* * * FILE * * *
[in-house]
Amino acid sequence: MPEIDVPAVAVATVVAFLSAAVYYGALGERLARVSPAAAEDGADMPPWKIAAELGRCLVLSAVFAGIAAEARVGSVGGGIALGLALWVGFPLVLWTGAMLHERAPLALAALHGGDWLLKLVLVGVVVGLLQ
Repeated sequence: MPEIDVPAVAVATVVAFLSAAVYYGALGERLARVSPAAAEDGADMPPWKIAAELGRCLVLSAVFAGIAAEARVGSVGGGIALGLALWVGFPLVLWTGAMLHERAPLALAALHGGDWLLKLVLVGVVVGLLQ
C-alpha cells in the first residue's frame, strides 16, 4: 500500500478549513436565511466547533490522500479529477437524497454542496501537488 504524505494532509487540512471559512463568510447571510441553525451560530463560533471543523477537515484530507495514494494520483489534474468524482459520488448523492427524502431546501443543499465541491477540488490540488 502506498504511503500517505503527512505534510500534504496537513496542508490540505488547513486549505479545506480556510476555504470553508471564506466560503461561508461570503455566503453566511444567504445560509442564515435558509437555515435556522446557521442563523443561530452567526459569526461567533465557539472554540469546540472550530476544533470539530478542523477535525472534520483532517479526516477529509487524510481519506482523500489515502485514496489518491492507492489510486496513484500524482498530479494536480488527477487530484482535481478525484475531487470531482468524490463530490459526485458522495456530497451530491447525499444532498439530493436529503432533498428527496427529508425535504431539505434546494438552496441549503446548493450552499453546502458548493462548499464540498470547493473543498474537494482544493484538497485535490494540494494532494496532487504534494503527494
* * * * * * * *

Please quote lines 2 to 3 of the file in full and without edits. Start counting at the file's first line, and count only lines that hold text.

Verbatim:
Amino acid sequence: MPEIDVPAVAVATVVAFLSAAVYYGALGERLARVSPAAAEDGADMPPWKIAAELGRCLVLSAVFAGIAAEARVGSVGGGIALGLALWVGFPLVLWTGAMLHERAPLALAALHGGDWLLKLVLVGVVVGLLQ
Repeated sequence: MPEIDVPAVAVATVVAFLSAAVYYGALGERLARVSPAAAEDGADMPPWKIAAELGRCLVLSAVFAGIAAEARVGSVGGGIALGLALWVGFPLVLWTGAMLHERAPLALAALHGGDWLLKLVLVGVVVGLLQ